On his own part, the senate president, David Mark, has stuck to a religious theme since the president's disappearance. On the 30th of November, 2009, he asked Nigerians to embark on a Novena prayer for the President. The Novena prayer is a nine hour or nine-day Catholic prayer. Two weeks later, speaking at a thanksgiving service at the St. Mulumba Catholic Chapel in Abuja, he repeated his calls for prayers. Under his watch, the senate has also been unambiguous about its unwillingness to do anything to resolve the constitutional crisis caused by the president's absence.

The speaker of the House of Representatives has also clearly been helpless in the face of the president's refusal to hand over to his deputy. On 15 December, 2009 he overruled an attempt by a member of the House to raise a debate regarding the impropriety of the president's refusal to hand over, and then announced a January 12 date for the resumption of the House.

Also, through his spokesperson, he, like the vice president, also affirmed that he received a call from the president on the night of January 5.

The silent

Former President Olusegun Obasanjo who, in 2006, in the wake of a failed third term bid, chose President Yar'Adua as his successor, and, despite being aware of his health challenges, vigorously campaigned for him, falls into the class of those conspicuous by their silence. He has severally declined comments on his successor's health.

Ditto former military president Ibrahim Babangida, whose name has consistently come up in the series of permutations regarding the identity of the person who will succeed Vice President Jonathan, if or when Jonathan is sworn in as President.

A number of the leading contenders for the position are deeply linked to Mr. Babangida. Muhammed Gusau and Murtala Nyako, both former military officers, served in the Babangida administration as Chief of Army Staff and Chief of Naval Staff respectively. A third candidate, Jubril Aminu, served Mr. Babangida first as minister of education and later as minister of petroleum and mineral resources.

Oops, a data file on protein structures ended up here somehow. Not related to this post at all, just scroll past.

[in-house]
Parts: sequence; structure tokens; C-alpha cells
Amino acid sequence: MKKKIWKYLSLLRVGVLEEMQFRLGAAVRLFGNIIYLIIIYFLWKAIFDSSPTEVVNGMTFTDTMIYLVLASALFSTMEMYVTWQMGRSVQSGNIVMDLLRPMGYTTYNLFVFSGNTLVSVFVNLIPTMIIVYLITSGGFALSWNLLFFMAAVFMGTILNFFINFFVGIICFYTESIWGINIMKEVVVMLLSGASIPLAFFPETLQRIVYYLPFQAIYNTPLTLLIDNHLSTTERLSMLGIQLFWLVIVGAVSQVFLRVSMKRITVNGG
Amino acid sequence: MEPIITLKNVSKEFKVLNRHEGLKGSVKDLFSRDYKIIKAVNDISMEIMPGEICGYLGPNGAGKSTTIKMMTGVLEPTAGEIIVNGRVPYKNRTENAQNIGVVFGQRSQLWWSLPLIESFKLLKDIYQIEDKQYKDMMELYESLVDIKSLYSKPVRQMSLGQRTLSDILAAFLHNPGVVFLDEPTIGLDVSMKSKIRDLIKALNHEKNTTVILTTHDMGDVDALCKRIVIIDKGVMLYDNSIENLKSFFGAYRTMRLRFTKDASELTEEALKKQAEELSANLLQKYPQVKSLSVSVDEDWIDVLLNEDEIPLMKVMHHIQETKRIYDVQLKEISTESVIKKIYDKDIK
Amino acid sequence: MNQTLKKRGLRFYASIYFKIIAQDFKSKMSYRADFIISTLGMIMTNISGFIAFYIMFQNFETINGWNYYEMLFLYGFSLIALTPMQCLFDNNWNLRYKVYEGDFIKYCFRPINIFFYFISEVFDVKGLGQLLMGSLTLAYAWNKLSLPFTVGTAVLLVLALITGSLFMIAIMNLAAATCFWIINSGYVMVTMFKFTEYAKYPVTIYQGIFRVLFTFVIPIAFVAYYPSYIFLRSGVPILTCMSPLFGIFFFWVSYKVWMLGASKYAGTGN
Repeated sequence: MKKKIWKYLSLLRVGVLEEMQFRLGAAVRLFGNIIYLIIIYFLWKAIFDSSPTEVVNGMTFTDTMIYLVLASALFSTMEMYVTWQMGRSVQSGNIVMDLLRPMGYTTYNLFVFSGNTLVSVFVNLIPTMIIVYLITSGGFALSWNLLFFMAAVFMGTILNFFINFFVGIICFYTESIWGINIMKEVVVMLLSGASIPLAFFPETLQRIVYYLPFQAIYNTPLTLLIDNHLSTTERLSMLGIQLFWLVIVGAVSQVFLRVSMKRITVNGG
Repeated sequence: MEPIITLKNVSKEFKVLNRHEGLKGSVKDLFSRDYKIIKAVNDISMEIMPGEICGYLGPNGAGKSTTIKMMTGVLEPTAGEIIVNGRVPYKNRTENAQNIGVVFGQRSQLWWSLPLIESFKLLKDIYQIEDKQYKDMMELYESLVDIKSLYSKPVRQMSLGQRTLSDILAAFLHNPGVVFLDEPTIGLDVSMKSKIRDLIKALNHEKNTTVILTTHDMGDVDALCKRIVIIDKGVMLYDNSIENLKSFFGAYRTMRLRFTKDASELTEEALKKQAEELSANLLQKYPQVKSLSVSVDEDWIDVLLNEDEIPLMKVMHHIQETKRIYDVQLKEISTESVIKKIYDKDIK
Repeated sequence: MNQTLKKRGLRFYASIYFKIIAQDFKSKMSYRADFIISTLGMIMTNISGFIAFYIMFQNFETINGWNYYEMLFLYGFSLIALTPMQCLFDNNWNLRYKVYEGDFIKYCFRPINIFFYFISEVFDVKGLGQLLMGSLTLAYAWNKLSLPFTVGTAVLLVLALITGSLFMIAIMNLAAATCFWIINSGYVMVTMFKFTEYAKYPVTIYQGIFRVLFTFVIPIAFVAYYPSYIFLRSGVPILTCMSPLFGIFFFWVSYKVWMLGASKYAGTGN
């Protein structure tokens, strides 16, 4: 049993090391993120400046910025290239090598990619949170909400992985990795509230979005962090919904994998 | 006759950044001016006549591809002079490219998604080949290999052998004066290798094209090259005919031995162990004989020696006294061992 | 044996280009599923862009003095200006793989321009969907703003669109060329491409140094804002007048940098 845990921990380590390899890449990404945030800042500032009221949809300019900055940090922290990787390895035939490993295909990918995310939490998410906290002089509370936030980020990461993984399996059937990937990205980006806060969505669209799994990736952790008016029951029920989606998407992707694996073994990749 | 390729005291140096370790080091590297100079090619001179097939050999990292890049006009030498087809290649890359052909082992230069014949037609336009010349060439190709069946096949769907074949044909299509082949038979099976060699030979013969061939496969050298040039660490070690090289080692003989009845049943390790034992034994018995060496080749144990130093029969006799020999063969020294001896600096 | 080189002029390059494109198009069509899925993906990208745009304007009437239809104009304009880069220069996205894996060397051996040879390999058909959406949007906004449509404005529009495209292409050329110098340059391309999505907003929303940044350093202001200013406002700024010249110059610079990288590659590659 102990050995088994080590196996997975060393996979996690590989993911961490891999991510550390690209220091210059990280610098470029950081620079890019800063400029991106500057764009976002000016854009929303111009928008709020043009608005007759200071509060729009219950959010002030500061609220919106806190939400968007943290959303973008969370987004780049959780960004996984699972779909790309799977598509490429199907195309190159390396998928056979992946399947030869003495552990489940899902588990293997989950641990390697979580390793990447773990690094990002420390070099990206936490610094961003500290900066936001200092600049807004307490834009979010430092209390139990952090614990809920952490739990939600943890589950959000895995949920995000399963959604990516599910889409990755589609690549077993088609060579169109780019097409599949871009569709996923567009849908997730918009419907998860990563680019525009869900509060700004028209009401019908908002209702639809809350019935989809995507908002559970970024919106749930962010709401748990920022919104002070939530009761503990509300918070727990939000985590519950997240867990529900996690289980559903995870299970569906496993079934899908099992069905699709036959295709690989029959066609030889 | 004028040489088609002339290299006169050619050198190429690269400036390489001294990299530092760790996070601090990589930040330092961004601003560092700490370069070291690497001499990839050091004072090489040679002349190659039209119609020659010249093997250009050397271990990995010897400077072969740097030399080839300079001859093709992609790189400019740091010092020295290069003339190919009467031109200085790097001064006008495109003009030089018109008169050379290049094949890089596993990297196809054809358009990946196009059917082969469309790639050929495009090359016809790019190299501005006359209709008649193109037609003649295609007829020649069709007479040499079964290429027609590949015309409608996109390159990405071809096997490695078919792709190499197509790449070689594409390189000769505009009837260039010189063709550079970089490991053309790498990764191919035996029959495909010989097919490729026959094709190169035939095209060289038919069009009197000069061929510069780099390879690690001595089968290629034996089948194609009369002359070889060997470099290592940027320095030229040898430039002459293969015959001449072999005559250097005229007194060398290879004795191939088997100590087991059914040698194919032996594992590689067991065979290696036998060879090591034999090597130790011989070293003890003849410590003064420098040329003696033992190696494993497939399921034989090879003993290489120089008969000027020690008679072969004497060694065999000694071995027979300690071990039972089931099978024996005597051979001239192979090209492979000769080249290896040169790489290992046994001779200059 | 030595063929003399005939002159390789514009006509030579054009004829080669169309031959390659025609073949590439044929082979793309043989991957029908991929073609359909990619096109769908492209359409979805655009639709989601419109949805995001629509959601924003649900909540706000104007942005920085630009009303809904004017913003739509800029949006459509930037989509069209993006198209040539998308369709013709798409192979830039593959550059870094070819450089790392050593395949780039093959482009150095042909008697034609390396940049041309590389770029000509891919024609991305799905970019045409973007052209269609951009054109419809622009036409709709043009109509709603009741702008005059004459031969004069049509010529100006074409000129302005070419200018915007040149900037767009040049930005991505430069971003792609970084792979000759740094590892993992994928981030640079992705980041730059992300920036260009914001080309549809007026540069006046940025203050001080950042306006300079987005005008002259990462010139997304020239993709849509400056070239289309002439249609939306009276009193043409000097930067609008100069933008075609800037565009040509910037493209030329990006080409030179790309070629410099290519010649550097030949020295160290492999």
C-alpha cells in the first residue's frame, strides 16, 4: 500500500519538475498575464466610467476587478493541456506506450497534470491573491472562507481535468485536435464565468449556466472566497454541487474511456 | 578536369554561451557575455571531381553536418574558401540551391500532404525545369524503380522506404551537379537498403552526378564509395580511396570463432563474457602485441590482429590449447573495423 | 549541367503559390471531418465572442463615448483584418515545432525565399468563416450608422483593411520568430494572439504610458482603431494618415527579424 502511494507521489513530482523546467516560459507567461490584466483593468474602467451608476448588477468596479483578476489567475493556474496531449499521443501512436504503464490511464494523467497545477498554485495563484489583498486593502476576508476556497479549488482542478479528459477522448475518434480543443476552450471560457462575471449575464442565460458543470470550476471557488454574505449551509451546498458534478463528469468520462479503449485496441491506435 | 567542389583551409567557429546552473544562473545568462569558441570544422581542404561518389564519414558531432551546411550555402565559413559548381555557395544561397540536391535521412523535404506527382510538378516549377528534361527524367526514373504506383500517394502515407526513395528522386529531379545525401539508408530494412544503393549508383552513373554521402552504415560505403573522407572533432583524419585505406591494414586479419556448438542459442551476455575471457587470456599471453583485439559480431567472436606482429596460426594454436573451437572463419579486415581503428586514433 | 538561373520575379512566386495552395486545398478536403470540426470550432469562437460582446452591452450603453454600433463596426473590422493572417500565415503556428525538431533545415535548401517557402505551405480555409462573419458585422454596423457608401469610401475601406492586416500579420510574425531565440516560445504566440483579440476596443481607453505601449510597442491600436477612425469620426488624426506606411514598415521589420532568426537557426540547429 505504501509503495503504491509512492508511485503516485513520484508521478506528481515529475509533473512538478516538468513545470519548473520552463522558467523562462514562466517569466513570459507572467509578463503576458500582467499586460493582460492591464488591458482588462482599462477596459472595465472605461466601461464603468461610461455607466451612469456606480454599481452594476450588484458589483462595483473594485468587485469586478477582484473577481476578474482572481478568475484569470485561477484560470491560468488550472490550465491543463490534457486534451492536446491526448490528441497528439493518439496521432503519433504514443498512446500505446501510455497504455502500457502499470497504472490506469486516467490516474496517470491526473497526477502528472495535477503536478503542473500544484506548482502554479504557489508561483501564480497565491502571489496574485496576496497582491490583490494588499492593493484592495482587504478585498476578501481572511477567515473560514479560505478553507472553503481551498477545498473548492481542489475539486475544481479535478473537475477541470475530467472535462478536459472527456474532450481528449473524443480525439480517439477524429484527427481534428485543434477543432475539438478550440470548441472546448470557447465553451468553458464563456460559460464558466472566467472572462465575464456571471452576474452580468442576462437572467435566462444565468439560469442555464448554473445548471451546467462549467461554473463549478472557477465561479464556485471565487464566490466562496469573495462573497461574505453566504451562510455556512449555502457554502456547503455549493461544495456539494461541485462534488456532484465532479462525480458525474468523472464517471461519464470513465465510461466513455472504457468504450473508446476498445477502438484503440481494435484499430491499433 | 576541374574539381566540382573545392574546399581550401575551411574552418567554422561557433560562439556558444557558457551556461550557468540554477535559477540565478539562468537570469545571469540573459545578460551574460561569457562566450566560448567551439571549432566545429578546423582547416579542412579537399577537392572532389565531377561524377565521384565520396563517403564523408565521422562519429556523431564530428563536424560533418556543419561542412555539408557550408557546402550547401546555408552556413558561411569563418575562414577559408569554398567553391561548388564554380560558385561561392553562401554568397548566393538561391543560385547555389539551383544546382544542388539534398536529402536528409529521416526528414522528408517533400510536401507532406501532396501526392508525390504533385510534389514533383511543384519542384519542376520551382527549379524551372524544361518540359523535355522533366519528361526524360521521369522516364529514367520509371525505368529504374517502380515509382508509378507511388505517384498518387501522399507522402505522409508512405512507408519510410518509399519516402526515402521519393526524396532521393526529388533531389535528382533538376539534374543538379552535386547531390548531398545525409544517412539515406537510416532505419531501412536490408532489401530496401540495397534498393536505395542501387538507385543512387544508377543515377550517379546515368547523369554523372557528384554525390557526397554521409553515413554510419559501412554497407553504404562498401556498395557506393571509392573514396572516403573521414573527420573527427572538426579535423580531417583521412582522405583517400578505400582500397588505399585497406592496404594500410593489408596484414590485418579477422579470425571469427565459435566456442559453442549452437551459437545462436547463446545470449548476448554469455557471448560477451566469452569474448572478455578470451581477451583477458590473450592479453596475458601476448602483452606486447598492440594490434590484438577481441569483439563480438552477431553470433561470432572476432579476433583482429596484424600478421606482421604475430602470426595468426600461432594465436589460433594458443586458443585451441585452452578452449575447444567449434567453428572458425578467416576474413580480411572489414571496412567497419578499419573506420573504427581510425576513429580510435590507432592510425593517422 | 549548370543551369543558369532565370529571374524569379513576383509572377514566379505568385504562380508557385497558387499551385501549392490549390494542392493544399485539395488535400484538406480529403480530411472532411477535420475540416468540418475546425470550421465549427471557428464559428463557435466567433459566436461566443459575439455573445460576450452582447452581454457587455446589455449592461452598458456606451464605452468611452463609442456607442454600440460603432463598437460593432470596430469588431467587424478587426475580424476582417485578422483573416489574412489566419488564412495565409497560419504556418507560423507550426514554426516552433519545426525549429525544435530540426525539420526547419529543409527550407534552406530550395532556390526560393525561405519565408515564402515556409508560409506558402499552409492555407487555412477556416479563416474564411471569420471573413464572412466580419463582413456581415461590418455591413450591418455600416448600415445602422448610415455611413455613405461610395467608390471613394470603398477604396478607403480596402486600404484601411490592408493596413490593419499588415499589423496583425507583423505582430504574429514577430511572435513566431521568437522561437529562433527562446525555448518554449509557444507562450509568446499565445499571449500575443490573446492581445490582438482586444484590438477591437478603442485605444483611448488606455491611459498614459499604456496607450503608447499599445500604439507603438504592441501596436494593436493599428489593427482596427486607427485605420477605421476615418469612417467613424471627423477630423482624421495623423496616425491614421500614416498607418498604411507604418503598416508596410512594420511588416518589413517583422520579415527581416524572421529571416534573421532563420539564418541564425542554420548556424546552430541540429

Messrs Obasanjo and Babangida, apart from being retired military men and former rulers of Nigeria, are both influential members of the ruling Peoples' Democratic Party (PDP). Mr. Obasanjo currently heads the PDP's Board of Trustees, which is the highest decision-making organ of the party.

‘Umaru, are you dead?'

The dubious resort to claims of telephone conversations with the president recalls the phone call placed publicly (and televised) by the then President Olusegun Obasanjo, on March 7, 2007, to Mr. Yar'Adua, who was conspicuously absent from the PDP residential campaign rally in Abeokuta. At the time, Mr. Yar'Adua was receiving treatment in Germany.

With the line in speakerphone mode, President Obasanjo famously asked the then presidential aspirant, "Umaru, are you dead?", to which he replied "I am alive."

This time around, the country waits desperately to hear the president himself dispel the news (exclusively reported by NEXT, in its Sunday, January 10, 2010 edition) that he is in a vegetative state and thus permanently unable to function as the president.

Until then, the rulership of the country appears to lie in the hands of the un-elected Federal Executive Council, supervised by the vice president.

Later this week (Friday, January 14), an Abuja High Court will resume hearing in a suit filed by constitutional lawyer, Femi Falana, seeking a declaration by the court "that the meetings of the Federal Executive Council held since November 23 2009 till date and the decisions taken there at are illegal and unconstitutional as they violate Section 148(2) of the Constitution of the Federal Republic of Nigeria 1999."

Additional reporting by Ifedayo Adebayo, Elor Nkereuwem and Nicholas Ibekwe